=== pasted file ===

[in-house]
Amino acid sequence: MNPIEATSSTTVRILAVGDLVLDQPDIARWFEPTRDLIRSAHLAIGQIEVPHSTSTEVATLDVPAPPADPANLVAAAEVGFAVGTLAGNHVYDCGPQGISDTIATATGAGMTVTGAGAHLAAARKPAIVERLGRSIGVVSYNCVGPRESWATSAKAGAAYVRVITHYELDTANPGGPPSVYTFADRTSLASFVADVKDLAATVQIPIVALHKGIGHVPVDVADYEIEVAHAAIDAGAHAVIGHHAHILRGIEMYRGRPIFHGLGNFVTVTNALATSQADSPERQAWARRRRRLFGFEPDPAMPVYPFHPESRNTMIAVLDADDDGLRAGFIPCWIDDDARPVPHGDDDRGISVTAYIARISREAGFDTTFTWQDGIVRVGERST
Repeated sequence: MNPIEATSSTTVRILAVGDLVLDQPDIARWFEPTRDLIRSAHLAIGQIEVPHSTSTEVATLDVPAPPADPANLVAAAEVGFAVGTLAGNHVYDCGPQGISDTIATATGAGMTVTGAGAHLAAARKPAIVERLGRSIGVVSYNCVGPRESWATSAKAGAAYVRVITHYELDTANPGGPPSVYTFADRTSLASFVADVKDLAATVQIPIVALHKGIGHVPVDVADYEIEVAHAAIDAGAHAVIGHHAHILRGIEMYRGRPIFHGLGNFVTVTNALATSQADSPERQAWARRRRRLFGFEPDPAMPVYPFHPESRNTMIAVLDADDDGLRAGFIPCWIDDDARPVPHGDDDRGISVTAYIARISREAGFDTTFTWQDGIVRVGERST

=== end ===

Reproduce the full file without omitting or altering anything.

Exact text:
[in-house]
Amino acid sequence: MNPIEATSSTTVRILAVGDLVLDQPDIARWFEPTRDLIRSAHLAIGQIEVPHSTSTEVATLDVPAPPADPANLVAAAEVGFAVGTLAGNHVYDCGPQGISDTIATATGAGMTVTGAGAHLAAARKPAIVERLGRSIGVVSYNCVGPRESWATSAKAGAAYVRVITHYELDTANPGGPPSVYTFADRTSLASFVADVKDLAATVQIPIVALHKGIGHVPVDVADYEIEVAHAAIDAGAHAVIGHHAHILRGIEMYRGRPIFHGLGNFVTVTNALATSQADSPERQAWARRRRRLFGFEPDPAMPVYPFHPESRNTMIAVLDADDDGLRAGFIPCWIDDDARPVPHGDDDRGISVTAYIARISREAGFDTTFTWQDGIVRVGERST
Repeated sequence: MNPIEATSSTTVRILAVGDLVLDQPDIARWFEPTRDLIRSAHLAIGQIEVPHSTSTEVATLDVPAPPADPANLVAAAEVGFAVGTLAGNHVYDCGPQGISDTIATATGAGMTVTGAGAHLAAARKPAIVERLGRSIGVVSYNCVGPRESWATSAKAGAAYVRVITHYELDTANPGGPPSVYTFADRTSLASFVADVKDLAATVQIPIVALHKGIGHVPVDVADYEIEVAHAAIDAGAHAVIGHHAHILRGIEMYRGRPIFHGLGNFVTVTNALATSQADSPERQAWARRRRRLFGFEPDPAMPVYPFHPESRNTMIAVLDADDDGLRAGFIPCWIDDDARPVPHGDDDRGISVTAYIARISREAGFDTTFTWQDGIVRVGERST